There was a time, just a few years before this writing, when a member of the public could enter a university library and access scientific articles full of data on all the latest research. Those days, sadly, are now just a memory. Articles can usually still be purchased, but it would be out of most people's budgets to obtain a thorough understanding of the current state of any one field. Many of the scientific journals are being run as businesses, meaning their incentive is to make a profit no matter what. Consequently, they claim a copyright on their publications, like most publishers have done in other fields such as entertainment. But unlike a song or a movie, scientific papers contain data, obtained by research, representing facts about the world, the universe, or specific organisms, in many cases paid for by public funds. For-profit journals seek to protect their intellectual property, but in so doing, they also gatekeep access to the data. No one owns impersonal factual information, or at least no one should. The recent tightening of access may be a response to the general public's growing tendency to misrepresent scientific discoveries and peddle junk science or even woo-woo interpretations thereof, particularly during a global pandemic, but the fact is these unfortunate tendencies have existed all along. Keeping information out of the wrong minds also keeps it out of some of the right minds, since not everyone is allowed to attend university, and gatekeeping information that everyone should have the right to view and copy will only increase the problem of anti-science in society, not decrease it.

We as a society then should encourage openness and transparency in the sciences, and make it easier for everyone to learn critical thinking and the scientific method. The best time to teach these skills is in the single digits and the teenage years. The churches know this, and they indoctrinate their followers from the very beginning with guilt, fear, and an unquestioning allegiance to a being that has never been observed. Consequently, religious organizations have been very successful for millennia. There was a time when religion had a positive impact on societies (the Visigoths, for example), but we as a species have improved and we now have modern science to explain the things that puzzled the ancients. It is time to evolve forward with empirical, peer-reviewed knowledge. Paywalls are not the way to do that.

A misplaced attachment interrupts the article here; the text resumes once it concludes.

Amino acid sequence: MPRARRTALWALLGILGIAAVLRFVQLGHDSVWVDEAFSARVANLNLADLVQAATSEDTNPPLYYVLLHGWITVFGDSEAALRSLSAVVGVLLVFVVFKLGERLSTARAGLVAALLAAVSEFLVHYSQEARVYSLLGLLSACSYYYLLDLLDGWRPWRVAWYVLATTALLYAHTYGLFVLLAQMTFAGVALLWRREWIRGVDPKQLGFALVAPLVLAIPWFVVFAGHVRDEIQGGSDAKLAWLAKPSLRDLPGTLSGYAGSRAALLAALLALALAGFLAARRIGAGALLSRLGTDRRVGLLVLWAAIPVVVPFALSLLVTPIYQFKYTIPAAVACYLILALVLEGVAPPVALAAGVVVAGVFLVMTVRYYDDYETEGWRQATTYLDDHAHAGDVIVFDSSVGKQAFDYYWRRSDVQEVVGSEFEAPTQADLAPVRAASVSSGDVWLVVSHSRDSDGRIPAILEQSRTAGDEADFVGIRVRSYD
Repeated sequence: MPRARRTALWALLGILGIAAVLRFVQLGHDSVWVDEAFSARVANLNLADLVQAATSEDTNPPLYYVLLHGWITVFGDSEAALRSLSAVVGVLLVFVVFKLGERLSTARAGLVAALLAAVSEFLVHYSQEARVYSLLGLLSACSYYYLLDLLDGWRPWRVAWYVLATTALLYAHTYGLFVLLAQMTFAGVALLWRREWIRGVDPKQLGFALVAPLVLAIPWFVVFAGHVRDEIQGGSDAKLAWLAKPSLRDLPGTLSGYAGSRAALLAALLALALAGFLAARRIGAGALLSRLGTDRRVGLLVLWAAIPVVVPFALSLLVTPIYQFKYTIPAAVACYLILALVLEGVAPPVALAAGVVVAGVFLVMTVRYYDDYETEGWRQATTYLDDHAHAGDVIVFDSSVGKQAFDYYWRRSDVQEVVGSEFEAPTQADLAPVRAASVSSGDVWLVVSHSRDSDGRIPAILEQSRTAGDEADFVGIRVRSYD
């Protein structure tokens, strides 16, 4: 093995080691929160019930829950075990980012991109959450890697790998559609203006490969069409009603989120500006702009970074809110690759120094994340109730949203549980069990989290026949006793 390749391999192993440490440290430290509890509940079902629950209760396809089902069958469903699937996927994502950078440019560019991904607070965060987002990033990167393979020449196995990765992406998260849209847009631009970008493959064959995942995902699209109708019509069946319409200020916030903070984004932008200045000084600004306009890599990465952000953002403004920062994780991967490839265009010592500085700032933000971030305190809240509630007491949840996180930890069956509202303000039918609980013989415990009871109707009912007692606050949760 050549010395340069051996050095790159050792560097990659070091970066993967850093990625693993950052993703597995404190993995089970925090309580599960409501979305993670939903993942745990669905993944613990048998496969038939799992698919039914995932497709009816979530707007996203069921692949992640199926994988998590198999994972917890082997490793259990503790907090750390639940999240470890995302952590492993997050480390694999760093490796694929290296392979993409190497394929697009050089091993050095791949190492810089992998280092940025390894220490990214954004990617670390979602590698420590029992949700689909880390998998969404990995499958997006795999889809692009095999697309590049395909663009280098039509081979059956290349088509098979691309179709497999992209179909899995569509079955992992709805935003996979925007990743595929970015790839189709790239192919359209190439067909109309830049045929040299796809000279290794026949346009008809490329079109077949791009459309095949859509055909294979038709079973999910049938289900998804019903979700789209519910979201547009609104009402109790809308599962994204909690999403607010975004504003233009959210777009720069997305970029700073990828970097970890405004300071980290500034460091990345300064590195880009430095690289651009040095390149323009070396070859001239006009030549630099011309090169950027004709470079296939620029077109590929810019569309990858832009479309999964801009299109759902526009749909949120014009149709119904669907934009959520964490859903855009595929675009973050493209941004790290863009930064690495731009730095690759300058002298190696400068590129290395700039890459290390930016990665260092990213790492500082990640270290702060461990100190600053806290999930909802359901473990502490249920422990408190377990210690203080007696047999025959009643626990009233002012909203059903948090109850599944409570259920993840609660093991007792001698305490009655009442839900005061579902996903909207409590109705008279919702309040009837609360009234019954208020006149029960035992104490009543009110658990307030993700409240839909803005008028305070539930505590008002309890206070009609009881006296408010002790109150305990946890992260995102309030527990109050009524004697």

About the Admin

I am an amateur science enthusiast with particular interest and knowledge in chemistry and perception. In the past I have gathered empirical data about the retinas of animals, especially microspectrophotometry of photoreceptor cells, in order to understand the color vision capabilities of vertebrate and invertebrate species. (Avian color vision is the best. I've never been fond of pigeons, but I envy them in a way, as they seem to be pentachromats.) I have obtained samples of chemical elements, then using an electric spark, have photographed their spectra resulting in considerably greater accuracy of relative spectral intensities over the visible and (in some cases) near infrared regions compared to the line intensities in for example the NIST Atomic Spectrum Database. Schools around the world include my element spectrum website in their materials for teaching physics. I have also built my own infrared and ultraviolet cameras, using Raspberry Pi technology and carefully chosen glass filters and gels.

All of this was possible with dedication in the face of unfavorable odds. I was largely denied any chance to pursue a higher education by parents who sought to "cheat the system" and only cheated me instead by making it impossible to get financial aid. My education was what they could afford, which was a few credits each semester at the community college, and instead of being allowed to pursue my dreams they told me to settle for computer programming, then enrolled me in a computer networking certificate program instead. Idiots. Despite their best efforts, I succeeded in establishing a good paying career (in computer software development), and in my free time taught myself a great deal of organic and inorganic chemistry.

Even the reasons for bringing me into the world in the first place were based on a weird juxtaposition of a missing person, a surviving family member on a ridiculous spiritual mission, failure to heed a doctor's good advice, all in a matrix of generations of abuse in the family line. People can't be replaced, and grief is a garbage reason to have a kid. The disillusionment at seeing the wrong beliefs I was raised with disproven over and over again led me to become a firm supporter of the scientific method, and a skeptic of all faiths and all forms of spirituality.